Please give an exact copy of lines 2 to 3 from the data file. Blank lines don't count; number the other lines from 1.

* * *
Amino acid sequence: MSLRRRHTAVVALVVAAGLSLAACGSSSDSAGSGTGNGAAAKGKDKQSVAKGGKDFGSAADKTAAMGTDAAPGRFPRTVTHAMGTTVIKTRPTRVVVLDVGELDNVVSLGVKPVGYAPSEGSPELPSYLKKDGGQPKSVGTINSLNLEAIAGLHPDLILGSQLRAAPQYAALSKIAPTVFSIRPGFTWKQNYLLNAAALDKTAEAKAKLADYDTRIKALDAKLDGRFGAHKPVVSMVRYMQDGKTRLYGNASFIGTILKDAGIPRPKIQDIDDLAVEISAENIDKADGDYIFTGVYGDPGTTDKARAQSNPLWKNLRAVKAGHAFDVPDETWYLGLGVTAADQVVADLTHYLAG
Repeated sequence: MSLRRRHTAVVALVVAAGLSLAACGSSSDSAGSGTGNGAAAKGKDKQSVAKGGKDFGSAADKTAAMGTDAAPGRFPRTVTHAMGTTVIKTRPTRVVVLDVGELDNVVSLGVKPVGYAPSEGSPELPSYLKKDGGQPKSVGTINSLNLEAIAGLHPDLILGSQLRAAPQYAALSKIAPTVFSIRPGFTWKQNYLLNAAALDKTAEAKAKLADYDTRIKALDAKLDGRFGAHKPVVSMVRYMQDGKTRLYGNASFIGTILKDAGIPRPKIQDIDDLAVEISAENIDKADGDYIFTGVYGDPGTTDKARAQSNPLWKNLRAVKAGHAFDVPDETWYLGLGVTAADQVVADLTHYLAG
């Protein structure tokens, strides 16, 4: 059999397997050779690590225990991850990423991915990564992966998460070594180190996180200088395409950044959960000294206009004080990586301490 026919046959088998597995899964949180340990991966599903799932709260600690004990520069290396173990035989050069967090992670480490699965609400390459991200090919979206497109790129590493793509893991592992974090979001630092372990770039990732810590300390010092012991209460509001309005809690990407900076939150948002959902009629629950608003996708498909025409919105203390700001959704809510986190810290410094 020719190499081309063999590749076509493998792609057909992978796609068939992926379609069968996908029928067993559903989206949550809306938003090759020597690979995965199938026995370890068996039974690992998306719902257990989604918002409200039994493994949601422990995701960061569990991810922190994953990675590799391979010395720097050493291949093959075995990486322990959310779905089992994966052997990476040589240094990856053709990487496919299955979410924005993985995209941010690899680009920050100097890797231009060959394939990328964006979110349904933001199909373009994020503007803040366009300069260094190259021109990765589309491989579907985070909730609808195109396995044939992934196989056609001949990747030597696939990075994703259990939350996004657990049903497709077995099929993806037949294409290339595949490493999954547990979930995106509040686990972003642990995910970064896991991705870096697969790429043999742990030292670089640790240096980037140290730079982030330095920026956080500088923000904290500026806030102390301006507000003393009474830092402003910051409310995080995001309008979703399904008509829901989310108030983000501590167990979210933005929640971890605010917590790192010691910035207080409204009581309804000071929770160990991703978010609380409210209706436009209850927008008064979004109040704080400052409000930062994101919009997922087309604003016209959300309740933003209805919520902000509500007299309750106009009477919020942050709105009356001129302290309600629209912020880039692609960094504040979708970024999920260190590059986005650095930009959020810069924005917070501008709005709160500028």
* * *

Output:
Repeated sequence: MSLRRRHTAVVALVVAAGLSLAACGSSSDSAGSGTGNGAAAKGKDKQSVAKGGKDFGSAADKTAAMGTDAAPGRFPRTVTHAMGTTVIKTRPTRVVVLDVGELDNVVSLGVKPVGYAPSEGSPELPSYLKKDGGQPKSVGTINSLNLEAIAGLHPDLILGSQLRAAPQYAALSKIAPTVFSIRPGFTWKQNYLLNAAALDKTAEAKAKLADYDTRIKALDAKLDGRFGAHKPVVSMVRYMQDGKTRLYGNASFIGTILKDAGIPRPKIQDIDDLAVEISAENIDKADGDYIFTGVYGDPGTTDKARAQSNPLWKNLRAVKAGHAFDVPDETWYLGLGVTAADQVVADLTHYLAG
């Protein structure tokens, strides 16, 4: 059999397997050779690590225990991850990423991915990564992966998460070594180190996180200088395409950044959960000294206009004080990586301490 026919046959088998597995899964949180340990991966599903799932709260600690004990520069290396173990035989050069967090992670480490699965609400390459991200090919979206497109790129590493793509893991592992974090979001630092372990770039990732810590300390010092012991209460509001309005809690990407900076939150948002959902009629629950608003996708498909025409919105203390700001959704809510986190810290410094 020719190499081309063999590749076509493998792609057909992978796609068939992926379609069968996908029928067993559903989206949550809306938003090759020597690979995965199938026995370890068996039974690992998306719902257990989604918002409200039994493994949601422990995701960061569990991810922190994953990675590799391979010395720097050493291949093959075995990486322990959310779905089992994966052997990476040589240094990856053709990487496919299955979410924005993985995209941010690899680009920050100097890797231009060959394939990328964006979110349904933001199909373009994020503007803040366009300069260094190259021109990765589309491989579907985070909730609808195109396995044939992934196989056609001949990747030597696939990075994703259990939350996004657990049903497709077995099929993806037949294409290339595949490493999954547990979930995106509040686990972003642990995910970064896991991705870096697969790429043999742990030292670089640790240096980037140290730079982030330095920026956080500088923000904290500026806030102390301006507000003393009474830092402003910051409310995080995001309008979703399904008509829901989310108030983000501590167990979210933005929640971890605010917590790192010691910035207080409204009581309804000071929770160990991703978010609380409210209706436009209850927008008064979004109040704080400052409000930062994101919009997922087309604003016209959300309740933003209805919520902000509500007299309750106009009477919020942050709105009356001129302290309600629209912020880039692609960094504040979708970024999920260190590059986005650095930009959020810069924005917070501008709005709160500028």